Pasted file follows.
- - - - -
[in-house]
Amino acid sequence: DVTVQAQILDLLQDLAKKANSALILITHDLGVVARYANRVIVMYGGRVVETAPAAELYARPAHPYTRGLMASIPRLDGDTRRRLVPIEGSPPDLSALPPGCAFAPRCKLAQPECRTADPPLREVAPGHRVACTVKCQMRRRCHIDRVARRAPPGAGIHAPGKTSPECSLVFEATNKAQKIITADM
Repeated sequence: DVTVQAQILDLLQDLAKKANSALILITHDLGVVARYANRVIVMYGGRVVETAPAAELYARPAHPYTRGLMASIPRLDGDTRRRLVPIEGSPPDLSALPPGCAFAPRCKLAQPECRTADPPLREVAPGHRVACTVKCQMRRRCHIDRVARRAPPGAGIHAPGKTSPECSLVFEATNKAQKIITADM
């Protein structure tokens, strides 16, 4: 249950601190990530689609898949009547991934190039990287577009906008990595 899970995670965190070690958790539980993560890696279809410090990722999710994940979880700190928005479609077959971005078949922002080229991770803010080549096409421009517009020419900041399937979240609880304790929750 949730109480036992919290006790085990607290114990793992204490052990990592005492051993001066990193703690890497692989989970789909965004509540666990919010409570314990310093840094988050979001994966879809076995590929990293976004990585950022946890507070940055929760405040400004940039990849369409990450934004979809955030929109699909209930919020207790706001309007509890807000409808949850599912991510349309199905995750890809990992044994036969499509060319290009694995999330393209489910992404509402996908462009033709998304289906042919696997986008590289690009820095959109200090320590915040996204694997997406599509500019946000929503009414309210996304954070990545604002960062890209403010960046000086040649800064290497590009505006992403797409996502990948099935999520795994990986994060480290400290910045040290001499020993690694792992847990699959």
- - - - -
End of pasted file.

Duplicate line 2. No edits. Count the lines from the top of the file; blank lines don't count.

Amino acid sequence: DVTVQAQILDLLQDLAKKANSALILITHDLGVVARYANRVIVMYGGRVVETAPAAELYARPAHPYTRGLMASIPRLDGDTRRRLVPIEGSPPDLSALPPGCAFAPRCKLAQPECRTADPPLREVAPGHRVACTVKCQMRRRCHIDRVARRAPPGAGIHAPGKTSPECSLVFEATNKAQKIITADM